When a new dog enters the home, or when mixed signals are sent (for example, if you repeatedly take the dominant dog’s bone away and give it to the other dog), conflict can arise. One dog may snarl, growl or snap at the other. This can escalate into fighting which may result in injury.


Here are some do’s and don’ts for canine rivalry issues:

  • Do not expect new dogs to get along quickly. There is an adjustment time needed and sometimes the first day or week can be the worst. 
  • Respect your dog’s breed and innate disposition.  Some breeds of dogs have been bred specifically to be guard dogs or fighting dogs and thus may be more prone to seek dominance or exhibit dog aggression.  If your dog has had dog aggression issues in the past and you wish to adopt another, seek professional help.  
  • Be sure to introduce new dogs properly, beginning with a meet on leash in a neutral location, lavishing praise for non-aggressive behavior.
  • Do not treat the dogs equally or punish the dominant dog (i.e. save the underdog).
  • Do not get in between fighting dogs, or you may get bitten. (This is known as redirected aggression. Your dog isn't intentionally biting you; you are just in the way.). Throw a blanket over fighting dogs, bang pots and pans, whistle, clap, spray them with water, go out and ring the doorbell, but do not get in between.
  • Realize that a dog staring at another dog after a squabble is still challenging that dog. Remove the dog that is not dominant to another room for a brief time out until things cool off.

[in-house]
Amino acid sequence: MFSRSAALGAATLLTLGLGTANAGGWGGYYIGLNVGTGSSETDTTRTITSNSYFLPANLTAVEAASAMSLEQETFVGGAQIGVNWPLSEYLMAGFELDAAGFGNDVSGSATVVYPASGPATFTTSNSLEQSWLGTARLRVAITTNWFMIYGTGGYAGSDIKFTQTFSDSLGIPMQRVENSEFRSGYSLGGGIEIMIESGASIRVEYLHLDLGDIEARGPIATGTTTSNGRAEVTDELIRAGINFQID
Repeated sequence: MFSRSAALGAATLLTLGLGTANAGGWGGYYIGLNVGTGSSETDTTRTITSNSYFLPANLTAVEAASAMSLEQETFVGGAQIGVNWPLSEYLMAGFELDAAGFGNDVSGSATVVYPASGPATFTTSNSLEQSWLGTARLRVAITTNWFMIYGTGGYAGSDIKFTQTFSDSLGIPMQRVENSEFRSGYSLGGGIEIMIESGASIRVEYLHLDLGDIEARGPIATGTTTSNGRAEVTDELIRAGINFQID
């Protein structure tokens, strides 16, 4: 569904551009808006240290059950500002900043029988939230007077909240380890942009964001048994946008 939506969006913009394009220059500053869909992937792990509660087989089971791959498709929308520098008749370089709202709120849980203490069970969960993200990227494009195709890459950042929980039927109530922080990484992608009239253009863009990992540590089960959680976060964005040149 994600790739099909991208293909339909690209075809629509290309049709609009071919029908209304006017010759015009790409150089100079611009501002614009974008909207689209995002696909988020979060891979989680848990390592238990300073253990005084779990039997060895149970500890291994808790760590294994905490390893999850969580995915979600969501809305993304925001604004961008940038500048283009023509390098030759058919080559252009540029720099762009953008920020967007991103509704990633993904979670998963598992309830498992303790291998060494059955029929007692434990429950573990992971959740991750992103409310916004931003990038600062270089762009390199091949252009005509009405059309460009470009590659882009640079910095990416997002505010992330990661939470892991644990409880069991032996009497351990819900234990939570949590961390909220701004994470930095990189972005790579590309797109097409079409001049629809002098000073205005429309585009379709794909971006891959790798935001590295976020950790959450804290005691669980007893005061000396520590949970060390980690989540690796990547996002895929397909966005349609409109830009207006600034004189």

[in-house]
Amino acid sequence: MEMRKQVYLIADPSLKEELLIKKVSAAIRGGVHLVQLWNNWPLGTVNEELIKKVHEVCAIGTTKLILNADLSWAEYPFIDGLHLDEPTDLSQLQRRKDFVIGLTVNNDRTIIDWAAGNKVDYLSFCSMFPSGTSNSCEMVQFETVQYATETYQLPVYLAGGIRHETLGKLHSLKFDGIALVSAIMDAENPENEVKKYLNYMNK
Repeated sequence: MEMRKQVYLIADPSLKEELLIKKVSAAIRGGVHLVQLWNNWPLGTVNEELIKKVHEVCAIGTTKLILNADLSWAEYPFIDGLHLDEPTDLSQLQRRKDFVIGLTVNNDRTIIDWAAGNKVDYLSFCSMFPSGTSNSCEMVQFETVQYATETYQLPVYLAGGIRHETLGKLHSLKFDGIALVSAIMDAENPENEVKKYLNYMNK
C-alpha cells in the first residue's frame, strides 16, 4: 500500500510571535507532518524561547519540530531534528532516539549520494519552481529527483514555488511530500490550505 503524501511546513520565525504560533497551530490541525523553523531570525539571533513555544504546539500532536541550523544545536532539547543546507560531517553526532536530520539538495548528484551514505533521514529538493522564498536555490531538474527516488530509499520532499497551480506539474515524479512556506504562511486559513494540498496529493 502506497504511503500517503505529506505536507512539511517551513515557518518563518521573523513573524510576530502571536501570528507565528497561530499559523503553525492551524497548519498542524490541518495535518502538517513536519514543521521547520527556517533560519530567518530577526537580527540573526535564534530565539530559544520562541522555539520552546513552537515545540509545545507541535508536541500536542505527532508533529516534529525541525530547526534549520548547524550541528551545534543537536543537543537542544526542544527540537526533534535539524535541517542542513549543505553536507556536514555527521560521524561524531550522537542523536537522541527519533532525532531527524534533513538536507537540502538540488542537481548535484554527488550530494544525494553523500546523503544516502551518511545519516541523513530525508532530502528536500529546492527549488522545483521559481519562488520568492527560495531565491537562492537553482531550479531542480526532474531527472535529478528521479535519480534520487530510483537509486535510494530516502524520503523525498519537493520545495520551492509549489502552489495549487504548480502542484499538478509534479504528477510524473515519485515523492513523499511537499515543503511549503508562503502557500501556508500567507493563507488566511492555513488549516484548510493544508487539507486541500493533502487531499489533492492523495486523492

• Do not remove or punish the dominant dog. This communicates the wrong hierarchy message and confuses the dogs about who your view as dominant. 
  • Never yell or scream or hit dogs for fighting. This will do nothing to resolve the issue between the dogs and can increase aggression. Dogs may fear an emotionally charged person, but they respect calm leadership.
  • Reward friendly and peaceful behavior whenever you see it.  
  • Reward your resident dog when a new dog is around, with the goal of conditioning your dog to associate positives with the new dog.
  • Always respect the hierarchy: the dominant dog eats first, leashes first (gets the longer leash), goes out the door first, gets petted first, gets the ball first, etc.  When you back up the pack order, it helps keep the structure and peace.
  • Spay or neuter all dogs as soon as it is appropriate. 
  • Do not interfere with small squabbles or dominance issues (for example when a dog takes a toy from another dog).  Usually, these resolve on their own. If a spat begins to escalate, try distraction techniques like immediately taking all dogs outside.

Please remember that you and your family should be viewed by the dogs as dominant over all canines in your household. This is not done with force, it is communicated by body language and leadership.  Pack leadership can be clearly communicated to your canines by hierarchy signals: you and your children always going through doorways first, eating first, getting the comfiest spot, etc.  If your dog is threatening anyone in your family or over-guarding people or items, there are things you can do to correct that.  For best results, consult professional help from a dog trainer or an animal behaviorist.  


Don’t forget to enroll your dogs in obedience classes also.  Not only will you bond better with your dog, but you will reinforce your natural leadership and authority. 




Fairy Dogparents
 Plymouth, Minnesota